Boris bans the word ‘Brexit’
An edict has gone out in government banning the B word post January 31st
Rumour has it that an edict has gone out within government that the word ‘Brexit’ is not to be used after January 31st. We will have officially Brexit-ed at that point, and will be moving on to the next phases of negotiations — the trade deal — emphatically not the next stages of Brexit.
This means that no government initiative can have the B word in it post January 31st.
The politics of this are obvious — the winning ‘Get Brexit Done’ slogan emerged from the correct diagnosis that people are fed up with it taking so long, and so simply not hearing the word will already feel like a victory, regardless of the practical realities. ...
Judges are on a collision course with the Church
A legal ruling has exposed a battle between Britain's two value systems
An employment tribunal yesterday ruled the belief that humans cannot change sex is not protected under the Equality Act. The claimant, Maya Forstater, is a tax expert who was sacked from her work at a charity after she tweeted publicly about her view that humans cannot change sex. She argued that the Gender Recognition Act, which allows someone to be treated legally as the opposite sex in all documentation, is a legal fiction for the purpose of accommodating individuals who have been undergoing the legal and medical process of gender reassignment.
The judge wrote: “I do not accept the Claimant’s contention that the Gender Recognition Act produces a mere legal fiction.” Rather, her view that humans cannot change sex is “not worthy of respect in a democratic society.” ...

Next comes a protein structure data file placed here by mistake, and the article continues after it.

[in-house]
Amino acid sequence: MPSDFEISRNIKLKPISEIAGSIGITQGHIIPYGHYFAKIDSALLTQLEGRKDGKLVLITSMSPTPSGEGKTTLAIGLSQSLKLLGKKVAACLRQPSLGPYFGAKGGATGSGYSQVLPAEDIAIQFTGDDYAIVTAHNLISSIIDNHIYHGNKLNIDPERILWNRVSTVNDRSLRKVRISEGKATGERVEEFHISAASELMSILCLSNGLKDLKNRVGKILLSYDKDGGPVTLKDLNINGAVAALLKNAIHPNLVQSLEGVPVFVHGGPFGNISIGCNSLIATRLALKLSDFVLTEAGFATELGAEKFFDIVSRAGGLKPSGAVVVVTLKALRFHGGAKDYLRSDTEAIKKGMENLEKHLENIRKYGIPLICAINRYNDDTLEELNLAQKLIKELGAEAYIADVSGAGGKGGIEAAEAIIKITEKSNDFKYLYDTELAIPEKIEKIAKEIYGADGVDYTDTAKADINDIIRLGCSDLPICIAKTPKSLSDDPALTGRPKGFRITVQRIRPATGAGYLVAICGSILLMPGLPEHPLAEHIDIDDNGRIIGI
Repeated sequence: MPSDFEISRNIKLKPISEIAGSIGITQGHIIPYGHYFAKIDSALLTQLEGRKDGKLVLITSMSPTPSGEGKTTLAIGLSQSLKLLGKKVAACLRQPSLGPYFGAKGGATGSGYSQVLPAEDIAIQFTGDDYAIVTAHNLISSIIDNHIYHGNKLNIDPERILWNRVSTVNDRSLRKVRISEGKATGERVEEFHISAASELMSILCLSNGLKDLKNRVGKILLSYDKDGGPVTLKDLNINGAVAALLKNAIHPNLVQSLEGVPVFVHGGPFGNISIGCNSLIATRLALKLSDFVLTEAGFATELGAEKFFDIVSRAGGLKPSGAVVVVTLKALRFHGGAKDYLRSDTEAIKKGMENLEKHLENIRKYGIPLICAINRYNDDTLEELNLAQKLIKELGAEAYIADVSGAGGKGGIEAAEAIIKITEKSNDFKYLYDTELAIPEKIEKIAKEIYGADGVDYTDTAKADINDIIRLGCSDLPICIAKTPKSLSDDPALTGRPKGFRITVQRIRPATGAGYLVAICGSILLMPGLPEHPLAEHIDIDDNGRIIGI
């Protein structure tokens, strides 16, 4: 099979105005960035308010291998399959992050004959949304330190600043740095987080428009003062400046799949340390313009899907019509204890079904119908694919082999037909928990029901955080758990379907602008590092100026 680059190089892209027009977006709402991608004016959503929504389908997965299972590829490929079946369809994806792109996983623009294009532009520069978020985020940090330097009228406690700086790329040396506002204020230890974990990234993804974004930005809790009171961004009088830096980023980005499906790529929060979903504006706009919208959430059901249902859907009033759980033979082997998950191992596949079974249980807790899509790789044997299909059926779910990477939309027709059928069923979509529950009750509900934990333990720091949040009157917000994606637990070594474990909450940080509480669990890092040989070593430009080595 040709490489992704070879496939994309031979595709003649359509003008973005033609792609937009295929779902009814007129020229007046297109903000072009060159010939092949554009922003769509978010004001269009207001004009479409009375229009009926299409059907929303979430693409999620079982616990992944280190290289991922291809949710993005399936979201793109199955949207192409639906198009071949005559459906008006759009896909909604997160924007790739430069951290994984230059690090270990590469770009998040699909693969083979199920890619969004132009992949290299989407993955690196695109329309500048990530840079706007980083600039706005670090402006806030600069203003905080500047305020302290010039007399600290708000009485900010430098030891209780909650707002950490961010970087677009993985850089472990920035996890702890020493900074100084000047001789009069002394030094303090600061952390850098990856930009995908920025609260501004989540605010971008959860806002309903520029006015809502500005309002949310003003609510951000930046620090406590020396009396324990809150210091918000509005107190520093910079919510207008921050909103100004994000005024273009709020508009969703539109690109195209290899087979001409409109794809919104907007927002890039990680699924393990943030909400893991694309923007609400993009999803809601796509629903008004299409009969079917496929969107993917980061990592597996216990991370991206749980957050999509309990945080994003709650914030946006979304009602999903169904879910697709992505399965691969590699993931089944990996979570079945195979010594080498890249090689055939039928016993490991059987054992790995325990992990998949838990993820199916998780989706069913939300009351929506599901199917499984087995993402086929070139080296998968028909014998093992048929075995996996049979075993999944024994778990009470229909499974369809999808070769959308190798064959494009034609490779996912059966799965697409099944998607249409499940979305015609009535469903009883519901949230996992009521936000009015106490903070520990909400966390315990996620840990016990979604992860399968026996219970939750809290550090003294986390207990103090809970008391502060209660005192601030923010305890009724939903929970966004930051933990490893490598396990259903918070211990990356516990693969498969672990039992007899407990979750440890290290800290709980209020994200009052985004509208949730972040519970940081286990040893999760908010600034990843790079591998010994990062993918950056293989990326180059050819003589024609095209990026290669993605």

It’s time we ‘progressives’ stopped hectoring
The liberal Left's identity politics alienated much of the country
We on liberal, Left and Remain wings of politics are feeling battered and bruised by the election result. I am thankful to have been re-elected, and want to give a friendly welcome to the green benches to the new Parliamentarians, but I feel hugely sad for all those who lost their seats.
Why did we fare so badly? Beyond the Labour Party post mortem on the cons and cons of Jeremy Corbyn, those who consider themselves ‘progressives’ have become far too focused on having the ‘correct’ ideology. We talked about the importance of being European and enlightened. We paraded our certainty in having a superior and worthier outlook to those on the right, when we would have connected better with our fellow citizens by emphasising the practical and patriotic reasons why staying in the EU would be good for families and the UK. ...
Why we need the BBC more than ever
The Beeb's bias wouldn't be suddenly rectified by selling it off
My family emotionally blackmailed me into getting a dog about a year ago, a disastrous decision that has increased stress levels in the house by, I estimate, 5-15%. Probably the only thing that’s prevented me from going totally insane on the frequent time-consuming and pointless walks with this idiotic animal is the sound of Melvyn Bragg’s voice as I make my way through every single episode of In Our Time.